1951: Construction underway at Himatangi (see our photo collection)
1953: Himatangi Radio opens
The transmitter employed for the radiotelephone service to London was a Standard Telephones and Cables Limited (STC) Type DS13 with an output power of 40 kilowatts on radiated frequencies up to 22 MHz. If propagation conditions permitted the DS13 could provide a telephone transmission direct to London on what then became known as the longest direct HF radiotelephone service in the world.
The final output valves of the DS13 transmitter, together with the final tuning coil, were water-cooled by means of distilled water being pumped through the valve water jackets and the hollow turns of the final tuning coil. The heated water was returned to a cooling system at the rear of the transmitter comprising an air-cooled radiator and forced-air fan system. The supply voltages for the DS13 were 6000 volts at 1.2 amperes for the four-kilowatt driver stage and 11,000 volts as 6 amperes for the final amplifier stage.
This London telephone transmitter occupied a considerable floor area as the internal units of transmitter equipment were all housed within a security locked “walk-in” enclosure.
As a point of interest, the water distillation plant at Himatangi associated with the cooling systems of the two
London transmitters was legally required to be registered as a ‘still’ with the New Zealand Customs Department.
The Himatangi Radio control console was installed in a central position in the transmitting hall adjacent to the two London telephone and telegraph transmitters. It allowed the operating technician to gain instant access to the input line of each of the various transmitters as well as a sample of the radio frequency output from each transmitter – an essential feature when it came to circuit assessment or fault diagnosis.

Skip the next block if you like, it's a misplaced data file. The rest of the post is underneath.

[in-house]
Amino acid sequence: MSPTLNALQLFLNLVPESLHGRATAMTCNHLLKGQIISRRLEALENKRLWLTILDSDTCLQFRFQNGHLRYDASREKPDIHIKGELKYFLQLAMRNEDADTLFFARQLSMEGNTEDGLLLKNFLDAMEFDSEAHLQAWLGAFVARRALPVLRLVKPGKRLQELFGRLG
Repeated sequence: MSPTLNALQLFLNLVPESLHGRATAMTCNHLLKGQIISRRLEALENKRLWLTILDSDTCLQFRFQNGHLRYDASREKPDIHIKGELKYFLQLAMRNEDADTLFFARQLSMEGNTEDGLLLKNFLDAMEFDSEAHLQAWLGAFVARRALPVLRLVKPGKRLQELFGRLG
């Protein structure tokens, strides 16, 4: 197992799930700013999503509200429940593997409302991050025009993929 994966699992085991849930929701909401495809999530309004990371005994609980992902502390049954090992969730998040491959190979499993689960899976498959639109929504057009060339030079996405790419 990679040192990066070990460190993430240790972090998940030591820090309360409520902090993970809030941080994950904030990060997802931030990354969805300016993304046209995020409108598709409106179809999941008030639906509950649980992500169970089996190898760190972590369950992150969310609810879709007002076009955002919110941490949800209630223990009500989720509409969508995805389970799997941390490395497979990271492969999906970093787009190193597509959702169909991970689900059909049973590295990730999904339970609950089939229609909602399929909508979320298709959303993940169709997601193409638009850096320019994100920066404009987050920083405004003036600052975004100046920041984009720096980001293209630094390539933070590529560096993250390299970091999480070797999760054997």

The above photograph shows the control console manned by a technician on shift duty. The jack field and drop cords allowed him access to the input traffic line to each transmitter while the adjacent volume indicator showed the input level of signal from the particular remote traffic terminal.
The left hand units allowed a sample of the radio frequency output from each transmitter to be monitored for transmission quality and level. Two telephone dials allowed him access to the remote traffic terminals in Wellington and to the local PABX telephone exchange, while all circuit events were recorded in the station log book using world wide Greenwich Mean Time.
In the background can be seen the individual cabinets of the 50 kilowatt London telegraph transmitter.
A transmitter was installed for the new radiotelegraph and telephone service to Vancouver. The Marconi HS51 had a rated output of 32 kilowatts PEP on single sideband. This transmitter occupied considerable floor area and required a separate automatic fire-protected sealed room to house its high current rectifiers and power transformers.
A notable feature of the HS51 transmitter was the final output valve Marconi Type BR161. This impressive looking valve was a forced air-cooled triode fitted with a compact array of welded copper cooling fins and requiring forced air cooling at a volume of 20 cubic feet per minute. This air flow had to be started before the application of any supply voltage to the valve and continued for at least one minute after the supply voltages had been removed.
The operating conditions for the BR161 as an R.F. amplifier were as follows:
Filament voltage: 9 volts
Filament current: 175 amperes
Anode voltage: 12,000 Volts
Anode power: 15 kilowatts
Weight: 56 lb (26 kg)
At no time during the switching on process was the filament current to exceed 450 amperes.
Information from George King